Once away from the wildlife reserves we entered more ‘civilised’ areas.  Whilst there we’re more people around it did give us the opportunity to see orang-utan close up in two rehabilitation areas.  

These orang-utan had been rescued from palm oil plantations and were slowly being taught to live independent lives.  Here’s a couple of the best shots.

Borneo Orangutan

So many wildlife treats along the way it was unimaginable, for instance the Asian Elephants. (Elephas maximus indicus) also known as the Asiatic elephant and the largest Asian land animal.

More than two-thirds of an elephant’s day can be spent feeding on grasses, but it also eats large amounts of tree bark, roots, leaves, and small stems.

Asian Elephant Borneo

The cultivated crops such as bananas, rice, and sugarcane are favorite foods, and this habit has gotten them into conflict with locals on too many occasions.

Elephants are always close to a source of fresh water because they need to drink at least once a day. 

Are Asian elephants listed as endangered? Yes, yet Another Asian animal listed as Endangered on the IUCN Red List. Borneo is a truly special place with some spectacular wildlife.

Borneo Rainforest monkey in a tree
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  1. Brenda Webb says:

    I always love your articles and photos.
    The only thing that I wouldn’t have cared much for would be the leeches. {{shivers}}
    But all in all it sounds like a trek worthwhile.
    These are such beautiful and exotic animals,it must have been incredibly amazing to be able to photograph them in their natural habitat.
    I’ll be looking forward to you next adventure. So take care and watch out for those bloodsuckers. lol

  2. Great photos. I remember being quite frightened by the larger Orangutans in the rehabilitation areas- the adults males were HUGE!

  3. Katrhyn Burrington says:

    Wonderful photos Tom! The posing Long Tailed Macaque shot is really beautiful – I almost feel I could reach out and stroke her fur!

  4. We have been all over the Malay Pennisula but haven’t been to Borneo yet. We will have to so we can get a glimpse of the man of the forest .

  5. Stunning photos, Borneo is high in my ‘to visit’ List. I’ve spent time in the Amazon and also Northern Laos in the jungle and the experiences will stay with me forever.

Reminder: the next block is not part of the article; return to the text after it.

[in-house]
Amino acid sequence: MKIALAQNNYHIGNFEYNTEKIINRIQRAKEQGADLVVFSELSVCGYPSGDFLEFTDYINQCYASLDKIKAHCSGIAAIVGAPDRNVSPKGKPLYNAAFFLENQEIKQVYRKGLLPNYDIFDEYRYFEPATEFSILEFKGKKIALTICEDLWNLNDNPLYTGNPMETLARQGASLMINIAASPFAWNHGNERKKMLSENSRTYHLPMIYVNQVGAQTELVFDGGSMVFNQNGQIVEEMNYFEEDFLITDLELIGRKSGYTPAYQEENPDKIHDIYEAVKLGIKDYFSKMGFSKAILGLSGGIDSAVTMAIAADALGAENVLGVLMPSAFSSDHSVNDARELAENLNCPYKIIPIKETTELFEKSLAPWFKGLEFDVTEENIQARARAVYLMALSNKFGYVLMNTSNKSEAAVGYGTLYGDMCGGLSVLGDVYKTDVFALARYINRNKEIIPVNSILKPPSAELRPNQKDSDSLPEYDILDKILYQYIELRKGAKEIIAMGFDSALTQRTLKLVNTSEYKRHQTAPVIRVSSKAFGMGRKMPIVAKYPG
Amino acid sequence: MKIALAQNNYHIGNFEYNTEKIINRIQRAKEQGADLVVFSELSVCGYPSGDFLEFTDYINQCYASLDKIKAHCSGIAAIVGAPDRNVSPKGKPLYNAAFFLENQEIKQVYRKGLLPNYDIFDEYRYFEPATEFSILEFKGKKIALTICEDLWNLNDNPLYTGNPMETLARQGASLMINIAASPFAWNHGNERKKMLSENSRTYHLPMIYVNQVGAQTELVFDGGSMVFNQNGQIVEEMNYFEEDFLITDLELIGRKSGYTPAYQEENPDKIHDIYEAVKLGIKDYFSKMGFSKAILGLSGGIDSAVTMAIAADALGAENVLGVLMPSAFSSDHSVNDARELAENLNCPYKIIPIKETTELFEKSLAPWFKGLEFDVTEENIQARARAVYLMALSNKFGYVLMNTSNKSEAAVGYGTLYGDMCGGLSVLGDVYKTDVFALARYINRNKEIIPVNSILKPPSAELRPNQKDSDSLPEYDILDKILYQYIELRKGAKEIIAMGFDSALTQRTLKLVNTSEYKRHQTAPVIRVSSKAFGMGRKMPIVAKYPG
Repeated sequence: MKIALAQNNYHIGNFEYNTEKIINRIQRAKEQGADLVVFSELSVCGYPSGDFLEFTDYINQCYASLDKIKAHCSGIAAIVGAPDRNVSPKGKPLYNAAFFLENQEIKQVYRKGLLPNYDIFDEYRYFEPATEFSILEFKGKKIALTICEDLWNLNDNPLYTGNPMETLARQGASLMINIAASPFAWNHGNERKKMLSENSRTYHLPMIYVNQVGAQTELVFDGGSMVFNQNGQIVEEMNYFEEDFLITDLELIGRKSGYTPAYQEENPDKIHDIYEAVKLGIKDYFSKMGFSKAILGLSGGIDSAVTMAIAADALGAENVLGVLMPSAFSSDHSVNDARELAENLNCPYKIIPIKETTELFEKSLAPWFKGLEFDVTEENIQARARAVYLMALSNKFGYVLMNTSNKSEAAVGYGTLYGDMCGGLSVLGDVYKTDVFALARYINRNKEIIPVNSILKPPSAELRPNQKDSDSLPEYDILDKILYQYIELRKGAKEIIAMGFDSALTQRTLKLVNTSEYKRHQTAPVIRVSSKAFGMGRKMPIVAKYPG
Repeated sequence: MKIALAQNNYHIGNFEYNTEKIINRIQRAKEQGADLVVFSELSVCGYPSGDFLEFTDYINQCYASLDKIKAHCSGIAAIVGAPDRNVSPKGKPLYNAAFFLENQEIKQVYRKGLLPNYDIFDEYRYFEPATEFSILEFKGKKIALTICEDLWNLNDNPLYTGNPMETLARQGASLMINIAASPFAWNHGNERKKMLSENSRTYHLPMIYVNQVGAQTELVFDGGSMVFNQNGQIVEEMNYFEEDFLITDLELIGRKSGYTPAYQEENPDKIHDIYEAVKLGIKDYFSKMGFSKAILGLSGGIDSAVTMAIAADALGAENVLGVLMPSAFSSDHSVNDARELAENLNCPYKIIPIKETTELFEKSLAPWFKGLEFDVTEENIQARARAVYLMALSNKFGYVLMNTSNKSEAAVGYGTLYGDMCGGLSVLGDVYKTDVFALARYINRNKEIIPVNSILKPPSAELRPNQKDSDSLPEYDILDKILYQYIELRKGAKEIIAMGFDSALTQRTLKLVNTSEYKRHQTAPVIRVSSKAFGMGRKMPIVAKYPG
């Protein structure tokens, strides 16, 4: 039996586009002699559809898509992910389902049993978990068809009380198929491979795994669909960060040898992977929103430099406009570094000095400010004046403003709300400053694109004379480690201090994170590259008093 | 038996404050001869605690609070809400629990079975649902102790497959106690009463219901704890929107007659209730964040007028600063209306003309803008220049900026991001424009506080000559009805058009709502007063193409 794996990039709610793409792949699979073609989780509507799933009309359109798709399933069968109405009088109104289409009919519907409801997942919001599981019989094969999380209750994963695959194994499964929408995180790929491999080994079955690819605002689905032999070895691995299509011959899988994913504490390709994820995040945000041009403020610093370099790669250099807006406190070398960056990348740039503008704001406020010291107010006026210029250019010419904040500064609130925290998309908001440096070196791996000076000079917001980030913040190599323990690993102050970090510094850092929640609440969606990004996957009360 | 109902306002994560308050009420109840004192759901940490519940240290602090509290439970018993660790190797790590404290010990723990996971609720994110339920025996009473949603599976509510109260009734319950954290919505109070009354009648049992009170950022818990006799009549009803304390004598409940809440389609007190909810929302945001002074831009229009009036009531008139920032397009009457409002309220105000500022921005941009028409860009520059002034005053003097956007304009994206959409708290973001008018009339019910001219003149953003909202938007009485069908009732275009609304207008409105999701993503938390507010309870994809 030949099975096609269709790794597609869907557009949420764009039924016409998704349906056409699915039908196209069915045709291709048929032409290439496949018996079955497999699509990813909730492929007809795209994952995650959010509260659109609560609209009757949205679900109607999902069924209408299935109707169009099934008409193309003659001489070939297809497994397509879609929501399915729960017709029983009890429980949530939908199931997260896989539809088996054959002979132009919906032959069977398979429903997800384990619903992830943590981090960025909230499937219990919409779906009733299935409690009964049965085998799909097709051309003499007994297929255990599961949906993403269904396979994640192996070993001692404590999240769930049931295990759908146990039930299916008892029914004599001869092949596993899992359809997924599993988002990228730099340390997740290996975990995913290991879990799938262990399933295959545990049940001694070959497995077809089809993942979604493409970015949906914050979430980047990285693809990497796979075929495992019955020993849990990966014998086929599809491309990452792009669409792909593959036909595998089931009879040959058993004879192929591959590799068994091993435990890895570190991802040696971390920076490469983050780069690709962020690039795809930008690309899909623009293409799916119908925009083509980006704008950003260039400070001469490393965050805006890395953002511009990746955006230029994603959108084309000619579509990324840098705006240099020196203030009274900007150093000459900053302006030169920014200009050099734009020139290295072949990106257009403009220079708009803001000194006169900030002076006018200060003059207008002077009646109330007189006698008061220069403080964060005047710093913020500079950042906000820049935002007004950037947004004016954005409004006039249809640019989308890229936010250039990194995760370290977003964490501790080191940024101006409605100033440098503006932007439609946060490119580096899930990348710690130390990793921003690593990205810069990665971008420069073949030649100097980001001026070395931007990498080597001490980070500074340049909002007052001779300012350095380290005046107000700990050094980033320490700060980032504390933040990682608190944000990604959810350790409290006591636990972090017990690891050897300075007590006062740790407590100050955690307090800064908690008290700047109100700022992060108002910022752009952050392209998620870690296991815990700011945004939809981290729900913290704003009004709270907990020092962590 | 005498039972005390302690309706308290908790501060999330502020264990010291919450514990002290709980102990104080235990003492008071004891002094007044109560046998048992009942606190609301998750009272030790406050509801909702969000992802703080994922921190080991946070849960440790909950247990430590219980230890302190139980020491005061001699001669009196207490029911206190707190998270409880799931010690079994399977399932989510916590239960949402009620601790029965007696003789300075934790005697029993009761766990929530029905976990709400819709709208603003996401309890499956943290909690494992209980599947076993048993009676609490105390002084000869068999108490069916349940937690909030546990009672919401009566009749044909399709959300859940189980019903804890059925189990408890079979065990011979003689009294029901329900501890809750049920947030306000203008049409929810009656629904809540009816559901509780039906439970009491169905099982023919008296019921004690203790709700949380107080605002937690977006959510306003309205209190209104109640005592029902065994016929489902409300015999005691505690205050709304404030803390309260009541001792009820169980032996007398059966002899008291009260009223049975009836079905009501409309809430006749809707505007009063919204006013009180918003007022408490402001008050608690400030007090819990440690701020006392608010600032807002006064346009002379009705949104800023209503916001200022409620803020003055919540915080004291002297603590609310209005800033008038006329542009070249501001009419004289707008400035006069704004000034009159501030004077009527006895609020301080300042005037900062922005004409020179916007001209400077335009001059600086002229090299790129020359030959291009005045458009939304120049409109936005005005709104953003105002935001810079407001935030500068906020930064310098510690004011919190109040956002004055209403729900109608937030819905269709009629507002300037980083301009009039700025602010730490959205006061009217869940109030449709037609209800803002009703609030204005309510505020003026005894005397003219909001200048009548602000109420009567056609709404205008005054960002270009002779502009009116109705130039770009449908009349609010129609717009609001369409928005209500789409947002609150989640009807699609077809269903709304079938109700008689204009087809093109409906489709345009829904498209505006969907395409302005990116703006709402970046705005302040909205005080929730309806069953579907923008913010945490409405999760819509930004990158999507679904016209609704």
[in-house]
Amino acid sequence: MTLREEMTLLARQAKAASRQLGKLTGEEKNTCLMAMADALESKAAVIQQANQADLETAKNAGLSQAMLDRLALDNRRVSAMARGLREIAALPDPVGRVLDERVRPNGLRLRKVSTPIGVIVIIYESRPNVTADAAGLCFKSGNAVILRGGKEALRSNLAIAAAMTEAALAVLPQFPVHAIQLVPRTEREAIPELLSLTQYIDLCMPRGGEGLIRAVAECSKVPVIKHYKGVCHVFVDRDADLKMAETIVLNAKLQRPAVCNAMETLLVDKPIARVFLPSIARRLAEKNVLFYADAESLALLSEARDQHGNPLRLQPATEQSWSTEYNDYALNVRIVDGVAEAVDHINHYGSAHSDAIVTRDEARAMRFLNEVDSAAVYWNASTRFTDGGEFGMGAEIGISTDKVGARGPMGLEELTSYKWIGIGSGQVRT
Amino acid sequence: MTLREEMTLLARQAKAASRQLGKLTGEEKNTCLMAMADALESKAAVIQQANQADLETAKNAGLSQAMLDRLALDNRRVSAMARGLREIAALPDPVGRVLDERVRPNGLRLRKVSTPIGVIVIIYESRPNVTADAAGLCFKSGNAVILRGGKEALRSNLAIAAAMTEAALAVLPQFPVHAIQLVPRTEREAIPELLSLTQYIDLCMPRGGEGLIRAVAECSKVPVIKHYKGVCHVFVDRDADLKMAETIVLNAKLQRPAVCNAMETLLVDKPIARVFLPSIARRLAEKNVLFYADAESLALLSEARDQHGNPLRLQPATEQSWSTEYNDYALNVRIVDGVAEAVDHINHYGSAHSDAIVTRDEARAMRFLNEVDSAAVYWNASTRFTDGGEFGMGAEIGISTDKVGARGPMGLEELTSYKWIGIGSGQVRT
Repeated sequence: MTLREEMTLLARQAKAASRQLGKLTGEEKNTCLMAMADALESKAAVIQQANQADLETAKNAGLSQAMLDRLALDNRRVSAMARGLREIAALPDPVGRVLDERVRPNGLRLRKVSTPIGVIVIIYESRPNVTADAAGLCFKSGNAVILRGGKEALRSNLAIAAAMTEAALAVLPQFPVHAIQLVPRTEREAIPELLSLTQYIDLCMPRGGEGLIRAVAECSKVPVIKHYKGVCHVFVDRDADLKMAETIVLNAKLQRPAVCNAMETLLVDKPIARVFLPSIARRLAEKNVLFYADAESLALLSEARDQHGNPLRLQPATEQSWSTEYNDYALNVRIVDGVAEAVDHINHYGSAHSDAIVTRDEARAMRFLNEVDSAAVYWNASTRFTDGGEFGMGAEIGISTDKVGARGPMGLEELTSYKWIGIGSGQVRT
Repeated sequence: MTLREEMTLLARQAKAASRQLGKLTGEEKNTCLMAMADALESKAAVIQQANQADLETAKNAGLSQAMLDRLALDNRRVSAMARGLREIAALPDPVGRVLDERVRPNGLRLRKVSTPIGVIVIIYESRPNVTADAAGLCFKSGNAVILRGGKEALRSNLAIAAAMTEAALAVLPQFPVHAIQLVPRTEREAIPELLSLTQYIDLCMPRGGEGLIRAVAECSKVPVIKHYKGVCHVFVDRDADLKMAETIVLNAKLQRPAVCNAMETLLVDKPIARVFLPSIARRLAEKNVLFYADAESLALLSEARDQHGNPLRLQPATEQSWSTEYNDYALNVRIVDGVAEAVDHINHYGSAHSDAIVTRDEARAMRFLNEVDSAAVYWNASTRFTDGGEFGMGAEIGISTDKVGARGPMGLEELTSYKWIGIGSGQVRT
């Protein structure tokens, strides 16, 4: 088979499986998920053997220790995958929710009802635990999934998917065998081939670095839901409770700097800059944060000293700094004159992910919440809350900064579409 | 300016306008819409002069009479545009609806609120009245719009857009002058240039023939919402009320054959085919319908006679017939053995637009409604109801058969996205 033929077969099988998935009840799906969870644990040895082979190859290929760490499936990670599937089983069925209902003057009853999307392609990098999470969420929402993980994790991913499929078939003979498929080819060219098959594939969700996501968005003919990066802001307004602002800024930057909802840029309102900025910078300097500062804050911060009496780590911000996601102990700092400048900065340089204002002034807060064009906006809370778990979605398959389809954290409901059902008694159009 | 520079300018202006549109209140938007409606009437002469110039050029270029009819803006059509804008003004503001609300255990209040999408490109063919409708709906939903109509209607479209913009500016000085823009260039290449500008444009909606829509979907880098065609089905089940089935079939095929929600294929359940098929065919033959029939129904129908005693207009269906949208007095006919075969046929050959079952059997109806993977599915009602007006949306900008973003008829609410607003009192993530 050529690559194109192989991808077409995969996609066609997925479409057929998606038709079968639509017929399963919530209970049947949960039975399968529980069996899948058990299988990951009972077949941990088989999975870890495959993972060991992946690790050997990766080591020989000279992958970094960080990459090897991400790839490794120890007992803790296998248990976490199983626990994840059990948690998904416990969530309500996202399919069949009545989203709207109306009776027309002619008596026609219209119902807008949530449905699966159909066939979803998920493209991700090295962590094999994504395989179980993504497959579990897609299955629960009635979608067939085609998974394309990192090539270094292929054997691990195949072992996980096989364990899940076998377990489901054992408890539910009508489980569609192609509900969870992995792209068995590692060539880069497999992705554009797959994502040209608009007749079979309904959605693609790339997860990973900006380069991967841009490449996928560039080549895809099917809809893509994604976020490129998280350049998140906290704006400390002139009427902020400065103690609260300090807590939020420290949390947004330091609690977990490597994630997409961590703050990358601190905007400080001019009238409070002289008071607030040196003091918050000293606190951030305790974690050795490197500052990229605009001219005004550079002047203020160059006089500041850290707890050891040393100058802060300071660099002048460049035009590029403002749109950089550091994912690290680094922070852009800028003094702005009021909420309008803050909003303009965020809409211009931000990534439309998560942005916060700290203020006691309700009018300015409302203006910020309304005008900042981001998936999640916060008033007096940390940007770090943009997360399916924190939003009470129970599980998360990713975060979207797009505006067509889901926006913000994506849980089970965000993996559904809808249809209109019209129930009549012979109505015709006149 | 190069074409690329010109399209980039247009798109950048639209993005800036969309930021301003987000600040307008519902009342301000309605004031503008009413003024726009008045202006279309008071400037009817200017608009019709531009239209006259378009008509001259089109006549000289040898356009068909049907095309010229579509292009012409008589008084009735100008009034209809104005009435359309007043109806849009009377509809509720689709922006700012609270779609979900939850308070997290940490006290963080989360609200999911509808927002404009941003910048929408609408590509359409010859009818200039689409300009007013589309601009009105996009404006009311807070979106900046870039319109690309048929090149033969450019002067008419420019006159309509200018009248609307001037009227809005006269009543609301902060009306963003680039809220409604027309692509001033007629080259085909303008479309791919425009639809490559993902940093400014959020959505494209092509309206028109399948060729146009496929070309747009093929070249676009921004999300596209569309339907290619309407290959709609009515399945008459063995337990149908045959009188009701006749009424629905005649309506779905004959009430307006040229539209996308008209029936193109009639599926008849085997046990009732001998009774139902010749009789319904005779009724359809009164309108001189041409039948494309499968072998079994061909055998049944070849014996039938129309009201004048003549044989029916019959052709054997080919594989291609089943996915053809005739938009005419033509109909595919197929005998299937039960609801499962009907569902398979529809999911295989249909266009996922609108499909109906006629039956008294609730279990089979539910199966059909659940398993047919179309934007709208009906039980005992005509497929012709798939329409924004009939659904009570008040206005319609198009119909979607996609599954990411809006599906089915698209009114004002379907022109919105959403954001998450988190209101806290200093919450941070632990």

6. Richard Cooper says:

    We were at those very places last August. Fantastic, especially the river safaris.

  7. Jolly Mampilly says:

    Wow, unbelievable.
    Congratulations for you extraordinary work.
    Pls visit Kerala.
    You will get almost similar experience in here.

  8. Albatross says:

    Wow, you managed to see so many different animals, how lucky. My expectations for our upcoming trip to Borneo have just been raised, fingers crossed we’ll have a similar experience.

  9. These are some of the most impressive pics of Borneo we have seen! we are working on planning trip there for next year. Looks so beautiful.

  10. Satubumikita says:

    Amazing photos and the journey… Regards from bandung, indonesia.

  11. Meredith@GreenGlobalTravel says:

    What stunning sunsets! Beautiful photographs.

  12. Paul Browne says:

    I went there in 2003 and climbed Mount Kinabalu. A life changing visit, beautiful country and fantastic people. I visited Sepilok Nature Reserve and saw the orang utans being introduced back into the wild. Fantastic experience. I’d love to go back.

  13. Angela Pointon says:

    Beautiful photography, brings back to life my own memories.

    1. Tom Warburton says:

      Anyone that suggests the Proboscis monkey looks like me will be in for it……

  14. Rhian Evans says:

    Wow absolutely amazing photographs, certainly sold the Borneo to me.

  15. Hansi Riley says:

    Paul, what amazing animal and rainforest shots! The only rainforest I’ve visited so far is up in Tofino, Canada. I wish those destroying these forests realized the riches we haven’t even discovered yet. Let alone the forests and their inhabitants, thanks for sharing these gems!

  16. Quirky Little Planet says:

    Stunning photography! Borneo is on my wish list.

  17. Amazing wildlife. How fun this must have been! I hope to go there–my dad lives in Bali and has been wanting to take me to see the orangutans but now that I have 2 small kids, I have to wait until they are old enough to take such a trip.

  18. Africa Inside says:

    Such a beautiful place. I had heard it was so difficult to see wildlife and there were hardly any trees left so I was happily surprised to see your photos. What tour operator would you recommend for a trip there? thanks. Lori

  19. Wildlife Consultant says:

    Amazing pics! These place is truly mesmerizing who will not love to visit here, the place looks awesome and worth visiting.

  20. PurpleTravelKate says:

    OOooo!! the baby orangutans, they are so ridiculously cute!

    1. Paul Steele says:

      Hi Kate 🙂 I am a sucker for a baby Orangutan too

  21. Tom Warburton says:

    Thanks to Paul for hosting these. Thanks to everyone for the lovely comments. Seeing the wild orang-utan was a real treat. It was almost dark so we were very lucky to see it at all. The otter’s were also amazing. Our guides were much, much more excited about the otters than the orang-utans as they hardly ever saw them. Want to go again!

  22. Maria Eugenia says:

    Bellisimas imagenes. Me encantan. <3

  23. Gina Stark says:

    Stunning photos, Paul. Great captures and I’m eager to get there myself! Thank you for taking us there. Gina

    1. Paul Steele says:

      Hi Gina, Tom made me so jealous 🙂 thx

  24. Rosalind Newsham says:

    just returned from Borneo yesterday- fantastic place – heaven on earth!